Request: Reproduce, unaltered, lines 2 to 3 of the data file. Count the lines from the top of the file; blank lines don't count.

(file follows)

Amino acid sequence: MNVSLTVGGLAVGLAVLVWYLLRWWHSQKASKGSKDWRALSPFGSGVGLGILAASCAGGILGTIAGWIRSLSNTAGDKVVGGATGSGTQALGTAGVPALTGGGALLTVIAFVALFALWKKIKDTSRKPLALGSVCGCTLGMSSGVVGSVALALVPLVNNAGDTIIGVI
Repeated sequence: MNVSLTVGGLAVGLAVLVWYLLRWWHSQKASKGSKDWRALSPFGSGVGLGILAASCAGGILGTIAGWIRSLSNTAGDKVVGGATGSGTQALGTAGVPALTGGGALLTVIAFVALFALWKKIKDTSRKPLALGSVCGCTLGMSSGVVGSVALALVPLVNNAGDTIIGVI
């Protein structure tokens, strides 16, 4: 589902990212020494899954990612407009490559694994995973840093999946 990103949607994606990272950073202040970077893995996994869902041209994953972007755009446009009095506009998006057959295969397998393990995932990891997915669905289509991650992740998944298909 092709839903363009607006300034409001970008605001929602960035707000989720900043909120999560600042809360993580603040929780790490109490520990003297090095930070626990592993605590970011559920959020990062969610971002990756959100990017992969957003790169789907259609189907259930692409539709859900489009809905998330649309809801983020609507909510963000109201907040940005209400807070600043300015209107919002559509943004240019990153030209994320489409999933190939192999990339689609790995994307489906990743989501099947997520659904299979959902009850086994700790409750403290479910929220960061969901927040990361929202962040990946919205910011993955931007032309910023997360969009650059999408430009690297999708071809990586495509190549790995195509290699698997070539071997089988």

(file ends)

Repeated sequence: MNVSLTVGGLAVGLAVLVWYLLRWWHSQKASKGSKDWRALSPFGSGVGLGILAASCAGGILGTIAGWIRSLSNTAGDKVVGGATGSGTQALGTAGVPALTGGGALLTVIAFVALFALWKKIKDTSRKPLALGSVCGCTLGMSSGVVGSVALALVPLVNNAGDTIIGVI
């Protein structure tokens, strides 16, 4: 589902990212020494899954990612407009490559694994995973840093999946 990103949607994606990272950073202040970077893995996994869902041209994953972007755009446009009095506009998006057959295969397998393990995932990891997915669905289509991650992740998944298909 092709839903363009607006300034409001970008605001929602960035707000989720900043909120999560600042809360993580603040929780790490109490520990003297090095930070626990592993605590970011559920959020990062969610971002990756959100990017992969957003790169789907259609189907259930692409539709859900489009809905998330649309809801983020609507909510963000109201907040940005209400807070600043300015209107919002559509943004240019990153030209994320489409999933190939192999990339689609790995994307489906990743989501099947997520659904299979959902009850086994700790409750403290479910929220960061969901927040990361929202962040990946919205910011993955931007032309910023997360969009650059999408430009690297999708071809990586495509190549790995195509290699698997070539071997089988």